A security clearance is a ticket to a meaningful job and good pay, but there are additional perks awaiting prospective employees. In recent years, government and private enterprise have greatly improved the fringe benefits of employment, adding and enhancing things that can have a real effect on one’s life, happiness, and checking account. Here are some benefits to be on the lookout for when job hunting.

Mental Health Services

The spy world isn’t necessarily known for its emphasis on a healthy work-life balance, but agencies have made great strides in this area. All federal agencies provide Employee Assistance Programs (EAPs), designed to help employees through issues that arise in work or life. EAPs provide licensed counselors and referrals to employees and their families to help with such issues as alcoholism or grieving. Some agencies have the resources to go beyond that. The National Geospatial-Intelligence Agency, for example, has an especially robust program that includes psychologists on site at several of its facilities. In addition to assessing employees for targeted assignments and providing counterintelligence services, the Psychological Services Branch works in a wellness capacity through the EAP, giving employees access to highly educated (and otherwise expensive) mental health providers.

Child Care

Any parent can attest to that general feeling of anxiety when leaving one’s child with strangers. That anxiety is lessened knowing that the CIA is guarding your kids. One of the more notable benefits of working for the Central Intelligence Agency (aside from plotting coups and arming rebels) is its childcare program. The Company sponsors two daycare facilities, both of which are certified by the National Accreditation of Programs for Young Children. One of these facilities includes a full-day kindergarten program. The NSA also sponsors a licensed child development center, so at least you know someone’s keeping an eye on things. When facilities aren’t provided, flexible spending accounts can help with the financial burden.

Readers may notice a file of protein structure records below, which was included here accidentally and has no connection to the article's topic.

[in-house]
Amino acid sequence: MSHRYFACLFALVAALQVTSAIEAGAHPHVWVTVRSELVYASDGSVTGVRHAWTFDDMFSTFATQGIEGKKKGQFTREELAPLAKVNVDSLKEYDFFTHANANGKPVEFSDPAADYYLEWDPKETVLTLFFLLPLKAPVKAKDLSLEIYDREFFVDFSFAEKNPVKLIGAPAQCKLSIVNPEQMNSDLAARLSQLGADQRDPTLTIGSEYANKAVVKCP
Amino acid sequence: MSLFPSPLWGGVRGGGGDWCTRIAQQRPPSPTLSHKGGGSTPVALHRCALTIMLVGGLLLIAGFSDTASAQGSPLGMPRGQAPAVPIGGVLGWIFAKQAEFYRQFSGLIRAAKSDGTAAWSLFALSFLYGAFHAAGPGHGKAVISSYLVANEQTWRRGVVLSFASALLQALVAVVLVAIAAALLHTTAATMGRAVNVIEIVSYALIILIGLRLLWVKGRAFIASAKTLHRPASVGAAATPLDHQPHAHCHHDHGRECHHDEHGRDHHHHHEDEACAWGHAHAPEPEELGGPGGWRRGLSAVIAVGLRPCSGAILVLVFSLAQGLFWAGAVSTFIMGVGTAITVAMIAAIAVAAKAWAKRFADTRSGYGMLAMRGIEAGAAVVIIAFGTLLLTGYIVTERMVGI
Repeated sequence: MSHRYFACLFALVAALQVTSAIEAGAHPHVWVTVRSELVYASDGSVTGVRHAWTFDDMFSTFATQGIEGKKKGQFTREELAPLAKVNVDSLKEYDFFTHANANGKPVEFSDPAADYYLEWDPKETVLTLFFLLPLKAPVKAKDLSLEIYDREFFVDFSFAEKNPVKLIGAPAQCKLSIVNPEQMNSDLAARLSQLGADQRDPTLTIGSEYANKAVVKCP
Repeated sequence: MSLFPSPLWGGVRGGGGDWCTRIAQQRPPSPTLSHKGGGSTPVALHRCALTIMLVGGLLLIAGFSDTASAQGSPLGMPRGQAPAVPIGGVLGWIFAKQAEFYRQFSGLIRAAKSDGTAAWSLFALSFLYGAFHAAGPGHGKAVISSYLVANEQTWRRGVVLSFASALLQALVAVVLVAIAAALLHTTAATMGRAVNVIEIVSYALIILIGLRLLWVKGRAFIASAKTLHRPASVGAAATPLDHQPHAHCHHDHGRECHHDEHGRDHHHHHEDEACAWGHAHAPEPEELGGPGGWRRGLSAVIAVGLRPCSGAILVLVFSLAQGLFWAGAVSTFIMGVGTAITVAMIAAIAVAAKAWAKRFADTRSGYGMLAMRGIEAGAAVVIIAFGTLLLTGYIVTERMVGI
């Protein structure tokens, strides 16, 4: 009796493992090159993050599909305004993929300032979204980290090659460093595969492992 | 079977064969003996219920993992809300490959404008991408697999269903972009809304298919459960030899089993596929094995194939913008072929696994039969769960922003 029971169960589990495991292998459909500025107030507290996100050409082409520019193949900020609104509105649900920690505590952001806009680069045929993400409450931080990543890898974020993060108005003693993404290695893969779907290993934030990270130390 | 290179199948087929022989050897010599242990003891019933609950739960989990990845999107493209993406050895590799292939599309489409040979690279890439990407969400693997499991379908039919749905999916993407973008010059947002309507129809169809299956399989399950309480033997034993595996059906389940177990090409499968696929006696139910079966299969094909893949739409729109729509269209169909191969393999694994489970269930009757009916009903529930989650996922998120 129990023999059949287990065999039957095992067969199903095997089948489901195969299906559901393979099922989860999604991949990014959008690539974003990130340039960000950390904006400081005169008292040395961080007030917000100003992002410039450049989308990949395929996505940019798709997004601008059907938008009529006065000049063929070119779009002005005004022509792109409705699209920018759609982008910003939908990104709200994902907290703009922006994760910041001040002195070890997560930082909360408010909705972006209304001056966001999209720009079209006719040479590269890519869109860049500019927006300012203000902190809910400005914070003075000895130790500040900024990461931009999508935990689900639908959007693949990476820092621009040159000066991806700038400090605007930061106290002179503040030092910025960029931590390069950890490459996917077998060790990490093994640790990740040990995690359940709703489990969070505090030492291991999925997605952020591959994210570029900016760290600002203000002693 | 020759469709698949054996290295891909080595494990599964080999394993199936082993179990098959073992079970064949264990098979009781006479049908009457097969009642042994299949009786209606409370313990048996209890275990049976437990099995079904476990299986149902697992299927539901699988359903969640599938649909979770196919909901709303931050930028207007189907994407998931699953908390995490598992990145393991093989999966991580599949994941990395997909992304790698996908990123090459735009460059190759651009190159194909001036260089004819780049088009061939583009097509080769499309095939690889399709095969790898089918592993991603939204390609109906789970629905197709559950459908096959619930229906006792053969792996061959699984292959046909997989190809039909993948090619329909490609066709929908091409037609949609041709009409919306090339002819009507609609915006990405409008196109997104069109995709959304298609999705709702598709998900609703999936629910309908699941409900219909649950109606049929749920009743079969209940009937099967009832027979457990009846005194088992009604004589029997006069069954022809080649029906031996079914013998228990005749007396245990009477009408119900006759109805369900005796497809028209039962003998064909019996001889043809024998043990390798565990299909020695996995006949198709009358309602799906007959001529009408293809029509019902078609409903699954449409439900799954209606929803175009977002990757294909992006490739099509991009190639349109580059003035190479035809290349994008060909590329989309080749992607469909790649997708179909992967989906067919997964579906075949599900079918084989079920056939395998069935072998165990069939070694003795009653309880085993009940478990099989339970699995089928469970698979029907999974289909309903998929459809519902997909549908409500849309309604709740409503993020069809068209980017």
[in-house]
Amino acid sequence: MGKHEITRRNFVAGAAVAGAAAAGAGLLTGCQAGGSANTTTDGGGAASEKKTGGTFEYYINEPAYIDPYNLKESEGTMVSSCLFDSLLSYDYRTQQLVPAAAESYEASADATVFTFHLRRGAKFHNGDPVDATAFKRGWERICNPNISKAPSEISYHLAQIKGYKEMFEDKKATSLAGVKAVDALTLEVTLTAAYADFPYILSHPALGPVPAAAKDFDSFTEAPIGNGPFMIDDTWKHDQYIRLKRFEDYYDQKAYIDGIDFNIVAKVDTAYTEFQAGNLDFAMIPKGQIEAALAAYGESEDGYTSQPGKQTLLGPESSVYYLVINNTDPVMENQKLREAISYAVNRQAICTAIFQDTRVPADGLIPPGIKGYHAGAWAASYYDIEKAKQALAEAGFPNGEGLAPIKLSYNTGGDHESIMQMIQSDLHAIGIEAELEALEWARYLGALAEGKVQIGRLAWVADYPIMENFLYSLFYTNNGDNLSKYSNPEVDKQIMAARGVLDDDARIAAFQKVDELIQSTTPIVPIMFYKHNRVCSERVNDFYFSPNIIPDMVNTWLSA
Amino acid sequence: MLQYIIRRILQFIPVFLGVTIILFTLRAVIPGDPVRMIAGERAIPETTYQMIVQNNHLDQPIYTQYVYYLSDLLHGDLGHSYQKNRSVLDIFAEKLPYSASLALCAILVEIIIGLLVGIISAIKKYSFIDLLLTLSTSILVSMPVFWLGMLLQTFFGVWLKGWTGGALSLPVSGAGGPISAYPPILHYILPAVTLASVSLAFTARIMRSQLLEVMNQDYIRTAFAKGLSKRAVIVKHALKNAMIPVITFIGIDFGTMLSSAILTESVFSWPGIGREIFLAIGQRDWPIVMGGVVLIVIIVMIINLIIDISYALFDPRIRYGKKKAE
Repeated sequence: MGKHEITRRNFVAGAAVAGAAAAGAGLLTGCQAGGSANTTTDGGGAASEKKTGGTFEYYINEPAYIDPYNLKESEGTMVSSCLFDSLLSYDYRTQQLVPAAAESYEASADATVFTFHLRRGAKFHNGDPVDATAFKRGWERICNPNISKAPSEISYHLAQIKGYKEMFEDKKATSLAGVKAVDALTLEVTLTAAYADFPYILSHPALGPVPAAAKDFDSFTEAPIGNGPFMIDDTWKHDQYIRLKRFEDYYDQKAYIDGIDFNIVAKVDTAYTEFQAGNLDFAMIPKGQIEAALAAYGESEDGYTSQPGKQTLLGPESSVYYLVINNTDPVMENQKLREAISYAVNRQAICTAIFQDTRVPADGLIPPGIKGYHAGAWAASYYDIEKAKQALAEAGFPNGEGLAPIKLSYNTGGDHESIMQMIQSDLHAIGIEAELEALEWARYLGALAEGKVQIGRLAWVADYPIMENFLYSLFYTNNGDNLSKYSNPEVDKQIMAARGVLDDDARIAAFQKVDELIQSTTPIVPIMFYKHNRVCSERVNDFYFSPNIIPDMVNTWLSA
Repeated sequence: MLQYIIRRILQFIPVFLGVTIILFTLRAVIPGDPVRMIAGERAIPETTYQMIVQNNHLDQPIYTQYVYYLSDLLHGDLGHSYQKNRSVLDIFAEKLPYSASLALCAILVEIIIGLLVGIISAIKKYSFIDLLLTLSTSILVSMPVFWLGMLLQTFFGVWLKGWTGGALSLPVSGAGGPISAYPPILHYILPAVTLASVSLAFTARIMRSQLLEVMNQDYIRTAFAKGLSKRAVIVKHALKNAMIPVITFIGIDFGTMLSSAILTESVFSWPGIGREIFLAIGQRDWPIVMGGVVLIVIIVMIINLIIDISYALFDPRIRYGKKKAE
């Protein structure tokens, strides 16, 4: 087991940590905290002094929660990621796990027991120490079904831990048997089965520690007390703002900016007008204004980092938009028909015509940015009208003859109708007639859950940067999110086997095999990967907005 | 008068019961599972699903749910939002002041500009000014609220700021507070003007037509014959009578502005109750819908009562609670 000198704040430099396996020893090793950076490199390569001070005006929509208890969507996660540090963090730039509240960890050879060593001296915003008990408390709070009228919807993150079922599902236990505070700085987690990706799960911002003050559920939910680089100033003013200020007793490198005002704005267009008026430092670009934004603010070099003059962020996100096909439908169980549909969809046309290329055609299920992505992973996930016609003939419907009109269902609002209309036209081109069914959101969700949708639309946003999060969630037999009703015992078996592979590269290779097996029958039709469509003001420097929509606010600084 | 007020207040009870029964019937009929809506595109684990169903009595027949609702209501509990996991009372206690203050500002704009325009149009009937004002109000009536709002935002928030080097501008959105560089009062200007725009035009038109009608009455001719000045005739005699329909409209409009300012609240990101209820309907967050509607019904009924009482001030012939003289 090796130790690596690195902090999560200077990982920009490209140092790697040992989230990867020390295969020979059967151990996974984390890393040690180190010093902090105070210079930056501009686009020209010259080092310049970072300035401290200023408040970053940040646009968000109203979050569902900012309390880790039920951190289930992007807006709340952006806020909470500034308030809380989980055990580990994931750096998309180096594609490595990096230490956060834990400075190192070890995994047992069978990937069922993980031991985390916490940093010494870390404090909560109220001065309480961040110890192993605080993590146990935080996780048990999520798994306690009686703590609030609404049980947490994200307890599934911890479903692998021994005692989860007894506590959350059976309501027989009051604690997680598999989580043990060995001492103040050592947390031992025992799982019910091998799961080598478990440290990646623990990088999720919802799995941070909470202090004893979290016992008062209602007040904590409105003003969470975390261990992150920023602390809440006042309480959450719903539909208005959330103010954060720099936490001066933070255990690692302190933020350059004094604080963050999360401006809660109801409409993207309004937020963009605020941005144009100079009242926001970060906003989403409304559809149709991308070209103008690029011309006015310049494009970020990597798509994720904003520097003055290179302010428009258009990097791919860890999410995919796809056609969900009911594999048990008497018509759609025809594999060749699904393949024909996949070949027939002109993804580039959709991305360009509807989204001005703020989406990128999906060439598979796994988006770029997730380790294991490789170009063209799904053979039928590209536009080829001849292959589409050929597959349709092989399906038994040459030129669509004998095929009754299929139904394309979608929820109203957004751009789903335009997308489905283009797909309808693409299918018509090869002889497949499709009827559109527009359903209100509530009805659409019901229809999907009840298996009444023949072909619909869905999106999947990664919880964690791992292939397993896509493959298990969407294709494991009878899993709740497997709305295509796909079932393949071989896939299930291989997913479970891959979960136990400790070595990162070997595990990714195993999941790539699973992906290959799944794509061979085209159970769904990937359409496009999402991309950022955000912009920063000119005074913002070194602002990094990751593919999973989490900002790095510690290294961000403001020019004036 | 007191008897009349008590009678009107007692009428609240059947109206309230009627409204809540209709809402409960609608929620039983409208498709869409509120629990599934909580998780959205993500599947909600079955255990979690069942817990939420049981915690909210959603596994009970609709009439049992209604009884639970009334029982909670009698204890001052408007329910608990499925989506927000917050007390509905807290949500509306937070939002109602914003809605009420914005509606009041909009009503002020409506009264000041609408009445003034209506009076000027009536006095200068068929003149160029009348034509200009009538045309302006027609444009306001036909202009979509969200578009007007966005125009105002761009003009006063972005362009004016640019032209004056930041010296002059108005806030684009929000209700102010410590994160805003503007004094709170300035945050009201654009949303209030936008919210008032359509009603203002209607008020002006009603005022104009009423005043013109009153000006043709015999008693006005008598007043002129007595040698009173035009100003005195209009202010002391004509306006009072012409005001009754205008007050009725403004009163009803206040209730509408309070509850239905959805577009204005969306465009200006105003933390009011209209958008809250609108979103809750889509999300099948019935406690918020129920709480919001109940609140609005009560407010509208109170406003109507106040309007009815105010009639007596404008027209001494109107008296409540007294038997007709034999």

Flexible Spending Accounts

Government and industry are both great at sponsoring flexible spending accounts for employees. Here is how they work. Accounts are made available for such things as childcare or healthcare, and an employee may contribute pre-taxed income to them. To pay for covered goods and services, the employee basically uses the FSA the same way he or she would use a checking account. As a result, FSAs essentially allow employees to pocket money that would have otherwise gone to the payroll tax.

Relocation Assistance

Members of the military and employees of the FBI are quite aware of this, but a fair percentage of clearance jobs involve relocation. A common question is: What happens to our house? Selling one’s home can be stressful even when you’re only moving down the street. When your employer is sending you across the continent or across an ocean, the stress is only amplified. In both the government and private sector, however, relocation assistance can be generous, covering the move, realtors’ fees, packing and shipping, storage—even paying for scouting trips to find a new house. Some federal employees might even qualify for the Appraised Value Program (formerly called Guaranteed Home Buy Out), in which houses unsold in a specified period are purchased at fair market value by government-contracted firms.

Fitness Centers

Gym memberships are expensive. High quality fitness centers can run anywhere from $30 to $80 per month, not including signup or annual fees. Federal jobs in law enforcement, intelligence, or defense often provide free access to on-site fitness centers. Some of these gyms are extraordinary, and some agencies go further by sponsoring intramural sports teams.

Student Loan Repayment

One of the more exciting (not to mention valuable) recruitment bonuses for many federal employees is the student loan repayment program. Though the benefit varies by agency, the Office of Personnel Management reports that any federally-backed student loan is eligible, with a repayment cap of $10,000/year and $60,000 total. To qualify, one must sign an agreement to work for the employer for at least three years (and those fired for misconduct will likely have to repay the agency). It gets better: Don’t have a student loan, or have you already repaid yours? No problem. You can give this benefit to your children. Meanwhile, some companies also provide tuition reimbursement for employees. Boeing, for example, will foot the bill for employees to go back to school and earn relevant degrees or take courses that foster professional development.

Free transit

A non-obvious benefit offered by the FBI and other departments of the federal government is transportation subsidies. Whether by bus, train, trolley, or subway, the government will foot the bill for employees to take public transportation to the office. While this won’t result in a huge financial windfall for employees, the perks add up. Taken in aggregate, things like flexible spending accounts, free transit, and free gyms are effectively the same as a salary bump of several thousands of dollars per year.

Does your clearance job offer a fringe benefit not listed here? Let us know in the comments.

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David Brown is a regular contributor to ClearanceJobs. His next book, THE MISSION, will be published later this year by Custom House. He can be found online at https://www.dwb.io.